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Words From Charlie - Foreword to the 2014 Aspen Institute Roundtable on Spectrum Policy (AIRS) Report

Current spectrum policies allocate and assign much of the usable spectrum for specific uses, such as broadcast, cellular telephony or aeronautics. Increasingly the FCC has moved to market-oriented approaches to allocations, allowing licensees more flexible use of the spectrum where it can. With the progress of these alternative approaches, many believe that the U.S. should make the more drastic move to a regime that has all spectrum, other than some carved out for specific public benefit, to be considered general use spectrum eligible for the highest and best use available.

The 2014 Aspen Institute Roundtable on Spectrum Policy (AIRS), “Moving Towards General Purpose Spectrum,” met on October 22-24, 2014 to consider the value of such a goal, its limitations and the uses that warrant exclusion.

The 26 leading communications policy experts who met at the Aspen Wye River Conference Centers in Queenstown, Maryland examined the feasibility of a general spectrum national plan based around four general questions:

  • Is such a regime a realistic and worthwhile goal, and what would it potentially look like?
  • What are the limits of general purpose spectrum?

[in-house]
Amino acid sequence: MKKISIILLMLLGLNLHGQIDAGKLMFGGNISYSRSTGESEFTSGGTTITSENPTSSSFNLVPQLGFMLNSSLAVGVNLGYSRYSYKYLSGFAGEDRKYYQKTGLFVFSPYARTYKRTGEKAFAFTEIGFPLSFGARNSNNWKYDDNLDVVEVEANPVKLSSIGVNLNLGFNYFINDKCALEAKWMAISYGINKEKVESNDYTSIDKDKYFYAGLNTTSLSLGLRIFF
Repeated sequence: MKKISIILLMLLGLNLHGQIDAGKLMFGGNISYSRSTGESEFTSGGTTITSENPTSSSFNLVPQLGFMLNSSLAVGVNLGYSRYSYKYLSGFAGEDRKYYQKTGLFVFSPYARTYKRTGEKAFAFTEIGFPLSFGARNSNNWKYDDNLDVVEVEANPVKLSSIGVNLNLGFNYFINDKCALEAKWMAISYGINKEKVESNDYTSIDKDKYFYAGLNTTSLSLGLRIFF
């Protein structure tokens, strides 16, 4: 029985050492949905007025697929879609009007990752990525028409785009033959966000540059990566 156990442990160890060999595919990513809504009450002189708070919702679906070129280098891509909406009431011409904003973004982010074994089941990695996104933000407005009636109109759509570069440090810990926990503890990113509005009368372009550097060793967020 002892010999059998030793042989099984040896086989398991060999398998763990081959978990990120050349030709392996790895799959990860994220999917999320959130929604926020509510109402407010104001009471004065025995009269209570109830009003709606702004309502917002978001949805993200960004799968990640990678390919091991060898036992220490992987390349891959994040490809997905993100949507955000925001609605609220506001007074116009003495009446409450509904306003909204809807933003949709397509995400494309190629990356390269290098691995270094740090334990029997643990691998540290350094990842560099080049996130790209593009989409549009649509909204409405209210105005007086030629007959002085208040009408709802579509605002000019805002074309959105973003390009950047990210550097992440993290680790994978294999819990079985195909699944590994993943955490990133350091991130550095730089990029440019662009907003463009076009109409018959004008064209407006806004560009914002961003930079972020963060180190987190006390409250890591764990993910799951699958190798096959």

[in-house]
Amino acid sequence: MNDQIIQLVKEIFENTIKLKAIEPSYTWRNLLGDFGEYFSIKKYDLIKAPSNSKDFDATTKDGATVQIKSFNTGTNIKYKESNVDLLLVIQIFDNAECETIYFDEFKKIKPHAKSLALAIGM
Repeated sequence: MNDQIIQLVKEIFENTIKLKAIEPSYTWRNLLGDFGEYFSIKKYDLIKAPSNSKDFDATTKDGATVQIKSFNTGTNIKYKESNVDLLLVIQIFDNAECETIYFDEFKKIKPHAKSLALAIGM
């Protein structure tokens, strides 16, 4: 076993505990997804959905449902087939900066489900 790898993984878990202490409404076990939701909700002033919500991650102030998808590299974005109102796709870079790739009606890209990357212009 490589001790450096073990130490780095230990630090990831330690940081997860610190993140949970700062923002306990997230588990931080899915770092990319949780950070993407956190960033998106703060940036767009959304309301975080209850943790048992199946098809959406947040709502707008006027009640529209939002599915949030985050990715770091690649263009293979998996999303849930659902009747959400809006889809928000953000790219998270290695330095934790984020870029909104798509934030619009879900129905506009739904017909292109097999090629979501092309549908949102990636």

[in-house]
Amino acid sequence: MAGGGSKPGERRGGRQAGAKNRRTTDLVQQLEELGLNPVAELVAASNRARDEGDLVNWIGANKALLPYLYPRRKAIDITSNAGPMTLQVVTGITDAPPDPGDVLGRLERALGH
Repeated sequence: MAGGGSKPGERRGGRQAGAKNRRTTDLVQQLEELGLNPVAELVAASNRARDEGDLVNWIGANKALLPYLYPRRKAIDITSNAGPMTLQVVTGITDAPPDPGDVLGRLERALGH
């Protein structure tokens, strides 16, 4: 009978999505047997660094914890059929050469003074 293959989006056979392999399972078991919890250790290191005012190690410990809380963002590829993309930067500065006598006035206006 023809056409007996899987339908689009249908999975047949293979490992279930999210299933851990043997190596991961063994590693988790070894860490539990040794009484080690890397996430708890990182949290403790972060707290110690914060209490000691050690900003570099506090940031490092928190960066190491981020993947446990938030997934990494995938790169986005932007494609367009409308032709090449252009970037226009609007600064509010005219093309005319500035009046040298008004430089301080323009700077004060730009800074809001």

• What regulatory and technical elements are needed to enable general purpose spectrum?
  • What are some approaches for overcoming inevitable political and institutional impediments?

As the following report details, the discussions were spirited, informed and often contentious. Throughout the report the Roundtable rapporteur, Dorothy Robyn, tackles the task of describing what general purpose spectrum actually is; discusses the practical, political and institutional limits and ways to overcome them; and details the necessary technical advances and regulatory actions to make general purpose spectrum a reality. The report concludes with a number of proposals for facilitating the creation of a general purpose spectrum regime, and for overcoming the barriers and opponents that will undeniably stand in its way. While these proposals generally reflect the sense of the meeting, no votes were taken. Accordingly, participation in the dialogue should not be construed as agreement with any particular statement in the report by the participant or his or her employer.

I would like to acknowledge and thank the entities represented in this conference who have also contributed to the Communications and Society Program. They are AT&T, Cisco Systems, Comcast Corporation, Google, Intel Corporation, Microsoft, New Street Research, Qualcomm, Time Warner Cable, T-Mobile USA, Inc. and Verizon Wireless.

I also want to acknowledge and thank Dorothy Robyn, our rapporteur, for her extensive and informative account of the conference discussions; and our participants for their contributions to these complicated topics. Finally, I want to thank Ian Smalley, Senior Project Manager, for producing the conference and this report, along with the Communications and Society Program Assistant Director Patricia Kelly, who oversaw its editing and publication.

Charles M. Firestone
Executive Director
Communications and Society Program
The Aspen Institute
Washington, D.C.
June 2015

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